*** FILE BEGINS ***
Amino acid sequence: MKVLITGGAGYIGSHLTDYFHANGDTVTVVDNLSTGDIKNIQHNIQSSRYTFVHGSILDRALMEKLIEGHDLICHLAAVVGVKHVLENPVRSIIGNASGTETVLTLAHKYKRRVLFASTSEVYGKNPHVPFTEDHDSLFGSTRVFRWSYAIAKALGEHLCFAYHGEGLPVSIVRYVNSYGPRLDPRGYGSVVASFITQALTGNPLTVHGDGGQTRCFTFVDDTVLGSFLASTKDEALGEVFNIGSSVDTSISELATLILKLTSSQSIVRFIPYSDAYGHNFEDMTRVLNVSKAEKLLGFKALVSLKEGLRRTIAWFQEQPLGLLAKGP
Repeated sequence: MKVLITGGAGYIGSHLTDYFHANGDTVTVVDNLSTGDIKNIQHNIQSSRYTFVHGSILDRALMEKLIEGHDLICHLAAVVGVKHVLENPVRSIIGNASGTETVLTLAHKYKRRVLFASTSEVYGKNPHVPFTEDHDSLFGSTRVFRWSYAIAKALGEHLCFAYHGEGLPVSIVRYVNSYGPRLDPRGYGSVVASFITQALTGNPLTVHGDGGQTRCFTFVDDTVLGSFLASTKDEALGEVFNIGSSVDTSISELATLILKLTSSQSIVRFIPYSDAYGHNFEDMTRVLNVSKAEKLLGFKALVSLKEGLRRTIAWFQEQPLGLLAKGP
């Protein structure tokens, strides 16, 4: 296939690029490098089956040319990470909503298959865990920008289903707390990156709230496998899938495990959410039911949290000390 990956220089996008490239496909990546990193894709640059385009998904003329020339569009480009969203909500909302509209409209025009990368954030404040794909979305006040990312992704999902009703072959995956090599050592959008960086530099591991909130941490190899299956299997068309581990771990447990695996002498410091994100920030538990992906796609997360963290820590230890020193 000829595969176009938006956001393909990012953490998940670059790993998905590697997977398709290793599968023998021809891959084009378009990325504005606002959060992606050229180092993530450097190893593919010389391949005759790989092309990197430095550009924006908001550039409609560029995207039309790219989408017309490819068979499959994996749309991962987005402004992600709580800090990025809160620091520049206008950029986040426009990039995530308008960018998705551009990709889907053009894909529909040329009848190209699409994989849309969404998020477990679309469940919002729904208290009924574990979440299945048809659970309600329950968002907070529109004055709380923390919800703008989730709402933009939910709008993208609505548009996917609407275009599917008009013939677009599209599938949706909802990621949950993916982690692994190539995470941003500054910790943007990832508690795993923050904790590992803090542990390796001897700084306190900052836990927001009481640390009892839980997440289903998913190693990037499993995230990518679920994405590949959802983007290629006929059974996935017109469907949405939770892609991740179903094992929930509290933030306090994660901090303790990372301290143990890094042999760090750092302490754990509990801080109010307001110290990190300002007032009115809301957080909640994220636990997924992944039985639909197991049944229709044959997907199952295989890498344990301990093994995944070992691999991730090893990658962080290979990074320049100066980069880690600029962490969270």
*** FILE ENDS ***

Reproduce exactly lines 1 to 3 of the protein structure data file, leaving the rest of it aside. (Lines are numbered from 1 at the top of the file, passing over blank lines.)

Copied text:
Amino acid sequence: MKVLITGGAGYIGSHLTDYFHANGDTVTVVDNLSTGDIKNIQHNIQSSRYTFVHGSILDRALMEKLIEGHDLICHLAAVVGVKHVLENPVRSIIGNASGTETVLTLAHKYKRRVLFASTSEVYGKNPHVPFTEDHDSLFGSTRVFRWSYAIAKALGEHLCFAYHGEGLPVSIVRYVNSYGPRLDPRGYGSVVASFITQALTGNPLTVHGDGGQTRCFTFVDDTVLGSFLASTKDEALGEVFNIGSSVDTSISELATLILKLTSSQSIVRFIPYSDAYGHNFEDMTRVLNVSKAEKLLGFKALVSLKEGLRRTIAWFQEQPLGLLAKGP
Repeated sequence: MKVLITGGAGYIGSHLTDYFHANGDTVTVVDNLSTGDIKNIQHNIQSSRYTFVHGSILDRALMEKLIEGHDLICHLAAVVGVKHVLENPVRSIIGNASGTETVLTLAHKYKRRVLFASTSEVYGKNPHVPFTEDHDSLFGSTRVFRWSYAIAKALGEHLCFAYHGEGLPVSIVRYVNSYGPRLDPRGYGSVVASFITQALTGNPLTVHGDGGQTRCFTFVDDTVLGSFLASTKDEALGEVFNIGSSVDTSISELATLILKLTSSQSIVRFIPYSDAYGHNFEDMTRVLNVSKAEKLLGFKALVSLKEGLRRTIAWFQEQPLGLLAKGP
């Protein structure tokens, strides 16, 4: 296939690029490098089956040319990470909503298959865990920008289903707390990156709230496998899938495990959410039911949290000390 990956220089996008490239496909990546990193894709640059385009998904003329020339569009480009969203909500909302509209409209025009990368954030404040794909979305006040990312992704999902009703072959995956090599050592959008960086530099591991909130941490190899299956299997068309581990771990447990695996002498410091994100920030538990992906796609997360963290820590230890020193 000829595969176009938006956001393909990012953490998940670059790993998905590697997977398709290793599968023998021809891959084009378009990325504005606002959060992606050229180092993530450097190893593919010389391949005759790989092309990197430095550009924006908001550039409609560029995207039309790219989408017309490819068979499959994996749309991962987005402004992600709580800090990025809160620091520049206008950029986040426009990039995530308008960018998705551009990709889907053009894909529909040329009848190209699409994989849309969404998020477990679309469940919002729904208290009924574990979440299945048809659970309600329950968002907070529109004055709380923390919800703008989730709402933009939910709008993208609505548009996917609407275009599917008009013939677009599209599938949706909802990621949950993916982690692994190539995470941003500054910790943007990832508690795993923050904790590992803090542990390796001897700084306190900052836990927001009481640390009892839980997440289903998913190693990037499993995230990518679920994405590949959802983007290629006929059974996935017109469907949405939770892609991740179903094992929930509290933030306090994660901090303790990372301290143990890094042999760090750092302490754990509990801080109010307001110290990190300002007032009115809301957080909640994220636990997924992944039985639909197991049944229709044959997907199952295989890498344990301990093994995944070992691999991730090893990658962080290979990074320049100066980069880690600029962490969270």